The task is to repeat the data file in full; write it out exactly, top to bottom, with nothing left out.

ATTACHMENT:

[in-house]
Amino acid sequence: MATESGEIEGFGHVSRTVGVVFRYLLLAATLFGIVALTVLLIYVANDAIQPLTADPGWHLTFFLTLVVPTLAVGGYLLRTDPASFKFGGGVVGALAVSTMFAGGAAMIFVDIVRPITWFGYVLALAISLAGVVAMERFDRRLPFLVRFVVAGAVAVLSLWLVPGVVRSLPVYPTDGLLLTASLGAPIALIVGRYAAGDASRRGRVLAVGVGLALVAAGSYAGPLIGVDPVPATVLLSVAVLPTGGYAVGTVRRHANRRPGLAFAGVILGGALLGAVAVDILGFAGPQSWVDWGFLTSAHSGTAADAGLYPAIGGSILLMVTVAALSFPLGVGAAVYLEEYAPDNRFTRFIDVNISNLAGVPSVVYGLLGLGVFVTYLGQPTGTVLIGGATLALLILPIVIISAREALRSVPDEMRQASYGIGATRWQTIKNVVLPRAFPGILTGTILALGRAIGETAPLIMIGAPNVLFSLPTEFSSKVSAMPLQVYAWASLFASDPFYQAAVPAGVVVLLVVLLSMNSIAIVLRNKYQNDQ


[in-house]
Amino acid sequence: MATESGEIEGFGHVSRTVGVVFRYLLLAATLFGIVALTVLLIYVANDAIQPLTADPGWHLTFFLTLVVPTLAVGGYLLRTDPASFKFGGGVVGALAVSTMFAGGAAMIFVDIVRPITWFGYVLALAISLAGVVAMERFDRRLPFLVRFVVAGAVAVLSLWLVPGVVRSLPVYPTDGLLLTASLGAPIALIVGRYAAGDASRRGRVLAVGVGLALVAAGSYAGPLIGVDPVPATVLLSVAVLPTGGYAVGTVRRHANRRPGLAFAGVILGGALLGAVAVDILGFAGPQSWVDWGFLTSAHSGTAADAGLYPAIGGSILLMVTVAALSFPLGVGAAVYLEEYAPDNRFTRFIDVNISNLAGVPSVVYGLLGLGVFVTYLGQPTGTVLIGGATLALLILPIVIISAREALRSVPDEMRQASYGIGATRWQTIKNVVLPRAFPGILTGTILALGRAIGETAPLIMIGAPNVLFSLPTEFSSKVSAMPLQVYAWASLFASDPFYQAAVPAGVVVLLVVLLSMNSIAIVLRNKYQNDQ